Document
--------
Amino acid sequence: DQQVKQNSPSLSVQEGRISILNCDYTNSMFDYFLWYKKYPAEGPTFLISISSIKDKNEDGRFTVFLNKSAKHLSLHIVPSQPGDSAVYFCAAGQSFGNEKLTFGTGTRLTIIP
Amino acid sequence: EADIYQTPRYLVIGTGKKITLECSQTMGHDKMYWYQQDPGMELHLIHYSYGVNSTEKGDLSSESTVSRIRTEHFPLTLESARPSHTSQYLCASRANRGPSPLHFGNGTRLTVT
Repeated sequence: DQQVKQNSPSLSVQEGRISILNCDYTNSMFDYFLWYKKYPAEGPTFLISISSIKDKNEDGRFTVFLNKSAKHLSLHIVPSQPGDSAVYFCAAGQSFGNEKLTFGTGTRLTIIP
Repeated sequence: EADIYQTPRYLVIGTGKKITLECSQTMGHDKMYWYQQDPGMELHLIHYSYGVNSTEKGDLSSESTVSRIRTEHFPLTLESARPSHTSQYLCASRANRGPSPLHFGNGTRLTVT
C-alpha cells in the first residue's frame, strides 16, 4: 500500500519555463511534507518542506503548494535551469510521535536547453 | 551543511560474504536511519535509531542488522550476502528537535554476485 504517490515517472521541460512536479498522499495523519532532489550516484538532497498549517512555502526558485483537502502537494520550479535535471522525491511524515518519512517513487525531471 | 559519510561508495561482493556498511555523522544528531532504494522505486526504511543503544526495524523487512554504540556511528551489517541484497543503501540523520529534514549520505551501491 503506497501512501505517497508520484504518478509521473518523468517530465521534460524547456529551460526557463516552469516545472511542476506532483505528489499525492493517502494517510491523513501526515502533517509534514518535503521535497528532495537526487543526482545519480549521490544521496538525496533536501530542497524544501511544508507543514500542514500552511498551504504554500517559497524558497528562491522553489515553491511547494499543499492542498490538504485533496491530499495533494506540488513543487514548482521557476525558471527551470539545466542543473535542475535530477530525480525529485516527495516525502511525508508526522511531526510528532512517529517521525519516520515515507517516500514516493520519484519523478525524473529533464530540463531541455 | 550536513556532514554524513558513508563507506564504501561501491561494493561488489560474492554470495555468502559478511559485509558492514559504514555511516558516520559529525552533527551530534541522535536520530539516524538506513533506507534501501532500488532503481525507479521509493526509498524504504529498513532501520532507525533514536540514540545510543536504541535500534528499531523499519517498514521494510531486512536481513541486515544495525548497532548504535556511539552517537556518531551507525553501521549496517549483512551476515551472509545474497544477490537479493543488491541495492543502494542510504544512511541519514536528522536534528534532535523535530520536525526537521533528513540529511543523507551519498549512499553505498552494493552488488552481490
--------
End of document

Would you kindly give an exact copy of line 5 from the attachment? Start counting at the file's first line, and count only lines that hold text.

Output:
C-alpha cells in the first residue's frame, strides 16, 4: 500500500519555463511534507518542506503548494535551469510521535536547453 | 551543511560474504536511519535509531542488522550476502528537535554476485 504517490515517472521541460512536479498522499495523519532532489550516484538532497498549517512555502526558485483537502502537494520550479535535471522525491511524515518519512517513487525531471 | 559519510561508495561482493556498511555523522544528531532504494522505486526504511543503544526495524523487512554504540556511528551489517541484497543503501540523520529534514549520505551501491 503506497501512501505517497508520484504518478509521473518523468517530465521534460524547456529551460526557463516552469516545472511542476506532483505528489499525492493517502494517510491523513501526515502533517509534514518535503521535497528532495537526487543526482545519480549521490544521496538525496533536501530542497524544501511544508507543514500542514500552511498551504504554500517559497524558497528562491522553489515553491511547494499543499492542498490538504485533496491530499495533494506540488513543487514548482521557476525558471527551470539545466542543473535542475535530477530525480525529485516527495516525502511525508508526522511531526510528532512517529517521525519516520515515507517516500514516493520519484519523478525524473529533464530540463531541455 | 550536513556532514554524513558513508563507506564504501561501491561494493561488489560474492554470495555468502559478511559485509558492514559504514555511516558516520559529525552533527551530534541522535536520530539516524538506513533506507534501501532500488532503481525507479521509493526509498524504504529498513532501520532507525533514536540514540545510543536504541535500534528499531523499519517498514521494510531486512536481513541486515544495525548497532548504535556511539552517537556518531551507525553501521549496517549483512551476515551472509545474497544477490537479493543488491541495492543502494542510504544512511541519514536528522536534528534532535523535530520536525526537521533528513540529511543523507551519498549512499553505498552494493552488488552481490